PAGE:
Rheumatoid nodules are firm lumps that develop under the skin. They are common in rheumatoid arthritis (RA) and usually occur near the affected joints.
About one-quarter of people with RA develop rheumatoid nodules. They are not contagious or dangerous, and they do not change color or bleed. Although pain is possible in some cases, the lumps are usually not tender.
People who have advanced RA or find it difficult to control the disease may have an increased risk of developing rheumatoid nodules. Some nodules may disappear over time, but others will grow larger. In terms of size, they can be as small as a pea or as large as a lemon. It is impossible to predict how individual rheumatoid nodules will change.
Keep reading to learn about where rheumatoid nodules form, what they look like, and how to manage them.
Rheumatoid nodules usually develop over joints that are subject to repeated trauma or pressure. Most commonly, they affect the:
- feet, especially the backs of the heels
However, any part of the body that RA affects can develop rheumatoid nodules. Rarely, nodules may develop in parts of the body that are not joints, including the:
- vocal cords
Rheumatoid nodules typically do not cause pain. A painful nodule may be a sign of an impinged nerve, an infection, inflammation, or ulceration.
RA is the primary cause of rheumatoid nodules, but some people with the disease are more susceptible than others to nodules. Rheumatoid nodules are also a sign of inflammation and heightened immune system activity.
Doctors still do not fully understand why rheumatoid nodules develop, so they cannot predict who will develop them and who will not. However, there are some potential risk factors.
There is a link between rheumatoid nodules and rheumatoid factor (RF), a protein that many people with RA have in their blood. Older research suggests that about
The following may also be risk factors for the development of rheumatoid nodules:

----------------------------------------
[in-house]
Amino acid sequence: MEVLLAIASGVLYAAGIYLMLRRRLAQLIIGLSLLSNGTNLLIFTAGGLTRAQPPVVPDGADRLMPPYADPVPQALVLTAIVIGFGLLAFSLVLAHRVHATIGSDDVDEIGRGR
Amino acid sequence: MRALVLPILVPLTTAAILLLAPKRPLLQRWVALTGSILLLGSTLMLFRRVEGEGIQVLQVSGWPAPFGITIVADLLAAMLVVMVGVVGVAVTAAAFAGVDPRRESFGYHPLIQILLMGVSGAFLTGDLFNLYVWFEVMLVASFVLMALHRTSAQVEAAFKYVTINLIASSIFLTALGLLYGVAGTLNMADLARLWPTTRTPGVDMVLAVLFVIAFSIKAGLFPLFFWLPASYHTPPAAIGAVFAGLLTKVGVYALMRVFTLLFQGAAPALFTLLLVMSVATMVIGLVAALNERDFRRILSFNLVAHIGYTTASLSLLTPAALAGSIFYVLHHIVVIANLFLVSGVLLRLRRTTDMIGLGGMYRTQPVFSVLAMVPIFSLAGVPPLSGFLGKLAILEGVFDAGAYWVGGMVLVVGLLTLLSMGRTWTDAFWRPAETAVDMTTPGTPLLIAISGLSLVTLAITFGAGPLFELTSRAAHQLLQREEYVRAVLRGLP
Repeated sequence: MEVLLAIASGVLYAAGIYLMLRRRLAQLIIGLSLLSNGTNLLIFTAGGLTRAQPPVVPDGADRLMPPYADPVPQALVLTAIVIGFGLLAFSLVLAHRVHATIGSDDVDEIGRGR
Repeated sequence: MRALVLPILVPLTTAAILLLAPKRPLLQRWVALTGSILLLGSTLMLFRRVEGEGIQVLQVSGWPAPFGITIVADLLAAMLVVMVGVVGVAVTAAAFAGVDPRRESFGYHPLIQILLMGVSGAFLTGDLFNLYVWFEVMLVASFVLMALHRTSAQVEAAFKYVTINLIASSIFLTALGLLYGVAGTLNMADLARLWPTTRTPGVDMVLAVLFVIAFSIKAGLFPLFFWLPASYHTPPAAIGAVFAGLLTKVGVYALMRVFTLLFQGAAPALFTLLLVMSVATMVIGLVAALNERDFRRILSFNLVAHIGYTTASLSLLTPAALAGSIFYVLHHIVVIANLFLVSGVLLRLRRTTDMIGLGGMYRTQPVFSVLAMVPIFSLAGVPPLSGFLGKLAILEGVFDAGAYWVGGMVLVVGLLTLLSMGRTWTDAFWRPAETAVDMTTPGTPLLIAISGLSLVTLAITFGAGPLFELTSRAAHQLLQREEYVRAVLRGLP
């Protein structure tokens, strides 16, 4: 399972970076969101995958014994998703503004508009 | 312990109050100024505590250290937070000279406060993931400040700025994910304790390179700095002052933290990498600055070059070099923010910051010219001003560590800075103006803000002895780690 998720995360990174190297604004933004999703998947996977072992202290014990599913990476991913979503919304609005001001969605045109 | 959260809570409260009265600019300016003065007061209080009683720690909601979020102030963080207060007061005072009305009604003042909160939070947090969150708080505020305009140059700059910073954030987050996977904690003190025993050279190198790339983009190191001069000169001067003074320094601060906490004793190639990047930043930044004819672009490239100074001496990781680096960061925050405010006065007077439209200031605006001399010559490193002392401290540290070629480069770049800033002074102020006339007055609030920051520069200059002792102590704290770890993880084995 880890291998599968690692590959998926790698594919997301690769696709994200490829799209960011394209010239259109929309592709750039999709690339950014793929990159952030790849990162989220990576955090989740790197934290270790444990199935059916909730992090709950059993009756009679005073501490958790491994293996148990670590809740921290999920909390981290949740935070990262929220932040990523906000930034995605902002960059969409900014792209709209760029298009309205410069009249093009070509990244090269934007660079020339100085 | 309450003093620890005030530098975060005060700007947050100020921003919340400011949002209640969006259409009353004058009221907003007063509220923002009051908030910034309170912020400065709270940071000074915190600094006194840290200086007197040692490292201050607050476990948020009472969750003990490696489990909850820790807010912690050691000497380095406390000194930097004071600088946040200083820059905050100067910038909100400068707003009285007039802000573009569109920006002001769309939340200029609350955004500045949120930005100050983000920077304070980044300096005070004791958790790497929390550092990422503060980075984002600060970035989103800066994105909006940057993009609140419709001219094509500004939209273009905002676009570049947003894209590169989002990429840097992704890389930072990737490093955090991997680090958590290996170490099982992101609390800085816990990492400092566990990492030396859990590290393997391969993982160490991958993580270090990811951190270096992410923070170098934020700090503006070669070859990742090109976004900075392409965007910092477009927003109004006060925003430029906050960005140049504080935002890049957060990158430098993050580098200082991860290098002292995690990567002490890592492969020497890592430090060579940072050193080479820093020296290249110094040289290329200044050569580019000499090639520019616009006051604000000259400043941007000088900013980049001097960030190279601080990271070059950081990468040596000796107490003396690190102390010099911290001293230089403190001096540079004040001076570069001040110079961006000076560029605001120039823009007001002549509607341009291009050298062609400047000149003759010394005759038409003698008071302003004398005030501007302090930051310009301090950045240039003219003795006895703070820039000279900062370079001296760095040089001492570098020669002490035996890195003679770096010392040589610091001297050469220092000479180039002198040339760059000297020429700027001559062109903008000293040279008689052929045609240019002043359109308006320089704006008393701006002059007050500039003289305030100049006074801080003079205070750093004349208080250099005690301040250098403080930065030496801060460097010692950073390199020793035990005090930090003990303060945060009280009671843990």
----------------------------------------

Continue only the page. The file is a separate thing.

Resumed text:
- Taking methotrexate or other arthritis drugs: Some people taking methotrexate develop a condition called
methotrexate-induced accelerated nodulosis. It causes nodules on the feet, hands, and ears.
- Trauma near a pressure point: People are more likely to develop rheumatoid nodules on pressure points. Experiencing a cut or bruise in these areas increases the likelihood of developing a rheumatoid nodule.
- Having severe RA: People with more serious symptoms are more likely to develop nodules. This may be because people whose condition is advanced can also have high levels of rheumatoid factor.
- Smoking: Individuals who smoke may be more likely to develop rheumatoid nodules.
- Genetics: Certain genes predispose a person to rheumatoid nodules.
The following are examples of rheumatoid nodules:
Unless rheumatoid nodules cause pain or other symptoms, they do not usually need treatment. The goal of treatment should be to manage the symptoms of the underlying disease.
Numerous treatments are available to manage RA symptoms, including:
- Disease-modifying antirheumatic drugs (DMARDs): DMARDs slow the progression of RA, with a type called biologics being especially effective. Some research suggests that treatment with the biologic rituximab may reduce the likelihood of nodules developing.